Eagle vs. Birdie in Golf: What's the Difference?

Here at GolfCompendium.com, we don't just write for serious golfers and golf history buffs. We also write for beginners and those who are new to golf fandom. And two words that newbies are going to hear a lot are "birdie" and "eagle." These are golf scoring terms, and they are both good: Golfers want lots of birdies and eagles. But what is the difference between the two?

The difference boils down to this: An eagle is one better than a birdie. Now let's explain.

Each hole on a golf course has a number that represents its "par." A golf hole's par is the number of strokes an expert golfer is expected to need (on average) to play that hole. So on a par-4 hole, for example, four strokes is expected to be the average score of the best golfers on that hole.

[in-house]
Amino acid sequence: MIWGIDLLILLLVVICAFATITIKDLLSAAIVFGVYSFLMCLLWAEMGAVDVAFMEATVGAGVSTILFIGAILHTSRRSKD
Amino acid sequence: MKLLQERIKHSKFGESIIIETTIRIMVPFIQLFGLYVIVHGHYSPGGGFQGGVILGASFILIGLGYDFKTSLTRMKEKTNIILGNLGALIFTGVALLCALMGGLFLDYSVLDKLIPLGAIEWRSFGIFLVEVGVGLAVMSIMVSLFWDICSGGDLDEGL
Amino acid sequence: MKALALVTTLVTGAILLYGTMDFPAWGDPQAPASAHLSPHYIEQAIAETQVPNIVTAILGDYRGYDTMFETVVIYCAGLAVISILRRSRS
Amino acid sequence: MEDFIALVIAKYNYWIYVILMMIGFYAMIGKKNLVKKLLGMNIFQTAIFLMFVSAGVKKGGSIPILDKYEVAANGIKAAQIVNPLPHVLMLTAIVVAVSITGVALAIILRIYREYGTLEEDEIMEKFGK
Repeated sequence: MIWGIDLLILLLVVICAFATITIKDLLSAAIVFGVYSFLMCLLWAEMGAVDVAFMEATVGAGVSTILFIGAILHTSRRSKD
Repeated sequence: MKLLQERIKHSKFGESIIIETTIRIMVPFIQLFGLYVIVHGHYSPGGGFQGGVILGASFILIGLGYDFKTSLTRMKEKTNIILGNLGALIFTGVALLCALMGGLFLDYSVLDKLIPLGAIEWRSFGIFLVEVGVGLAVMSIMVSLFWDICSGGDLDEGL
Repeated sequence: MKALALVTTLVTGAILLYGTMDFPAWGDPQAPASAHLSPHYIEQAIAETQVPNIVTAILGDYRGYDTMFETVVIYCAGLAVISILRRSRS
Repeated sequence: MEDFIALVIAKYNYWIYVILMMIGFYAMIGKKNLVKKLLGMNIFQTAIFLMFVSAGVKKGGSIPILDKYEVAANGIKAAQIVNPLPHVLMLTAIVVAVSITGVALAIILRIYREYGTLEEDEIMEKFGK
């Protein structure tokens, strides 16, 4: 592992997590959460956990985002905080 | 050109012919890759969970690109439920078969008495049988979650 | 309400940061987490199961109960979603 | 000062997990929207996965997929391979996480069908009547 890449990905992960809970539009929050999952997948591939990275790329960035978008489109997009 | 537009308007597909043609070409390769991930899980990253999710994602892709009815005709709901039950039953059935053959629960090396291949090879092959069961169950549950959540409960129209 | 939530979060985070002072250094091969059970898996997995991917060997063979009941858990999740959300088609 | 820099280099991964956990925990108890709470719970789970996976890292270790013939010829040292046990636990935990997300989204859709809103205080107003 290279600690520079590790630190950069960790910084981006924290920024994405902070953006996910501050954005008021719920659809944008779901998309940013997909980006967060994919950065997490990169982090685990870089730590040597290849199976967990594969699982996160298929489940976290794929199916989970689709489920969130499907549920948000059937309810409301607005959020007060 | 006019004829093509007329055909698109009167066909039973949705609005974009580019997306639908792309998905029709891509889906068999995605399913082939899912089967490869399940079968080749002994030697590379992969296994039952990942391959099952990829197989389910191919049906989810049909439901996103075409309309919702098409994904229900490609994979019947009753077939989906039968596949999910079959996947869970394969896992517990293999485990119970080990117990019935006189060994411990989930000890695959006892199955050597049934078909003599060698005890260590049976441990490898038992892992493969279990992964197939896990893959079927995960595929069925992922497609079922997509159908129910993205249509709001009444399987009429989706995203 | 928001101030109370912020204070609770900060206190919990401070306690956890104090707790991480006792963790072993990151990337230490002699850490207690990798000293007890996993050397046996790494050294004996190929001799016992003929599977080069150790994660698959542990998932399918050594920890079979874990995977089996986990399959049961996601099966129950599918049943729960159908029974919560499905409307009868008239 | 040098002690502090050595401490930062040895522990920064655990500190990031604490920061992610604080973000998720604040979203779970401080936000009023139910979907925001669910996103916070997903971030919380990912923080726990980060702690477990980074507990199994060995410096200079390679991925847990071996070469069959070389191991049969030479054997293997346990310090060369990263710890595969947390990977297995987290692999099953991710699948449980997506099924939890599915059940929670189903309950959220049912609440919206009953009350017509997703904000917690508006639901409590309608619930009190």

Birdie and eagle are terms golfers use for scores that are lower than par on a given hole. Let's say a golfer plays a par-5 hole not in five strokes, but in four strokes. That's great! That golfer just made a birdie — birdie is the term golfers use for a score one below par on a hole.

But what if the golfer plays that par-5 hole in even fewer strokes? If a golfer plays a par-5 hole in just three strokes, that is an "eagle" — an even better score than a birdie. One stroke better, in fact.

  • On a par-3 hole, a birdie is two strokes, an eagle is one stroke (which would actually be called a hole-in-one or ace in this case).
  • On a par-4 hole, a birdie is three strokes and an eagle is two strokes.
  • On a par-5 hole, a birdie is four strokes and an eagle is three strokes.
  • On a par-6 hole, a birdie is five strokes and an eagle is four strokes.
And that's the difference between birdie an eagle. Both are great scores, but when comparing eagle vs. birdie, "eagle" is one stroke lower than "birdie."

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